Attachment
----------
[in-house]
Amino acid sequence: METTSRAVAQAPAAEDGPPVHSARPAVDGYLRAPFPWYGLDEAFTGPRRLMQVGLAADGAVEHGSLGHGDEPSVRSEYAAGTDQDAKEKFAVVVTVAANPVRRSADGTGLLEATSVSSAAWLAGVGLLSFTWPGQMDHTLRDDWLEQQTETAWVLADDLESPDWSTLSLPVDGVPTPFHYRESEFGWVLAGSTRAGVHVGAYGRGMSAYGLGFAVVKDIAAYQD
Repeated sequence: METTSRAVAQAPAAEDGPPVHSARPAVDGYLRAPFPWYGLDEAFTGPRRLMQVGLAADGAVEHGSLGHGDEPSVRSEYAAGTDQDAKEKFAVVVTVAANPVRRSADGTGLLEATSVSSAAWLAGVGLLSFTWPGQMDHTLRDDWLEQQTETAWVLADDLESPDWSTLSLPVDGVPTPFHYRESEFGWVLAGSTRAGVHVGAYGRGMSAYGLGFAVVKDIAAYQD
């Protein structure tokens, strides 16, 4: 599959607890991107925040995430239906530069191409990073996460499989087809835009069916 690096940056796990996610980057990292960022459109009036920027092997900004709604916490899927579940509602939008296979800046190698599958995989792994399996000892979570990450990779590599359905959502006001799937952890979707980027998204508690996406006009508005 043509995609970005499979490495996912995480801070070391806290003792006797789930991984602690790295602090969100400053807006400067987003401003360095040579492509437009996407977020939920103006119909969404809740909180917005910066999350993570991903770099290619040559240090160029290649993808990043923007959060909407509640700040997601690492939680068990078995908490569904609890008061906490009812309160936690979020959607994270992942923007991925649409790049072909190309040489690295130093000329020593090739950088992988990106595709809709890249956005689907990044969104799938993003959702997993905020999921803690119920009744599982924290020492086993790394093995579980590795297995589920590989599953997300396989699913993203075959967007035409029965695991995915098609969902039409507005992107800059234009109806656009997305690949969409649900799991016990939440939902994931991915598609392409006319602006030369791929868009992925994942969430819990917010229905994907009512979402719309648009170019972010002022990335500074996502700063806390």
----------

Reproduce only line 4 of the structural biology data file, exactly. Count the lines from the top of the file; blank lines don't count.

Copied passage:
């Protein structure tokens, strides 16, 4: 599959607890991107925040995430239906530069191409990073996460499989087809835009069916 690096940056796990996610980057990292960022459109009036920027092997900004709604916490899927579940509602939008296979800046190698599958995989792994399996000892979570990450990779590599359905959502006001799937952890979707980027998204508690996406006009508005 043509995609970005499979490495996912995480801070070391806290003792006797789930991984602690790295602090969100400053807006400067987003401003360095040579492509437009996407977020939920103006119909969404809740909180917005910066999350993570991903770099290619040559240090160029290649993808990043923007959060909407509640700040997601690492939680068990078995908490569904609890008061906490009812309160936690979020959607994270992942923007991925649409790049072909190309040489690295130093000329020593090739950088992988990106595709809709890249956005689907990044969104799938993003959702997993905020999921803690119920009744599982924290020492086993790394093995579980590795297995589920590989599953997300396989699913993203075959967007035409029965695991995915098609969902039409507005992107800059234009109806656009997305690949969409649900799991016990939440939902994931991915598609392409006319602006030369791929868009992925994942969430819990917010229905994907009512979402719309648009170019972010002022990335500074996502700063806390």